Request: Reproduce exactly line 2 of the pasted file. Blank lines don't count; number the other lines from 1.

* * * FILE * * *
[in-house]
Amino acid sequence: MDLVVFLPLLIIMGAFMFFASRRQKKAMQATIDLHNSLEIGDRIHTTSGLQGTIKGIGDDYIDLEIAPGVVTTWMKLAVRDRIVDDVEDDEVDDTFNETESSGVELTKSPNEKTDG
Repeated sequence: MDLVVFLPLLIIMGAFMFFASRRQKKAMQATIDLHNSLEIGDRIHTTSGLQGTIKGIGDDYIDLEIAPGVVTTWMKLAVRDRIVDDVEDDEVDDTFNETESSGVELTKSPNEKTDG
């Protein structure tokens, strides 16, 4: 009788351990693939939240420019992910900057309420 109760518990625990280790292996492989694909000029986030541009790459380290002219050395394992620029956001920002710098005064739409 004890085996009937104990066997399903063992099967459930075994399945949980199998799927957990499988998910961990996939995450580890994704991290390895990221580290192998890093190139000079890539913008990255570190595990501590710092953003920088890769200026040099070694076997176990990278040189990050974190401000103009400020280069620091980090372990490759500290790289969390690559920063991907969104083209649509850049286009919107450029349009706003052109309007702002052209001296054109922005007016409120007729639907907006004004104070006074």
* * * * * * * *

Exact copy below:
Amino acid sequence: MDLVVFLPLLIIMGAFMFFASRRQKKAMQATIDLHNSLEIGDRIHTTSGLQGTIKGIGDDYIDLEIAPGVVTTWMKLAVRDRIVDDVEDDEVDDTFNETESSGVELTKSPNEKTDG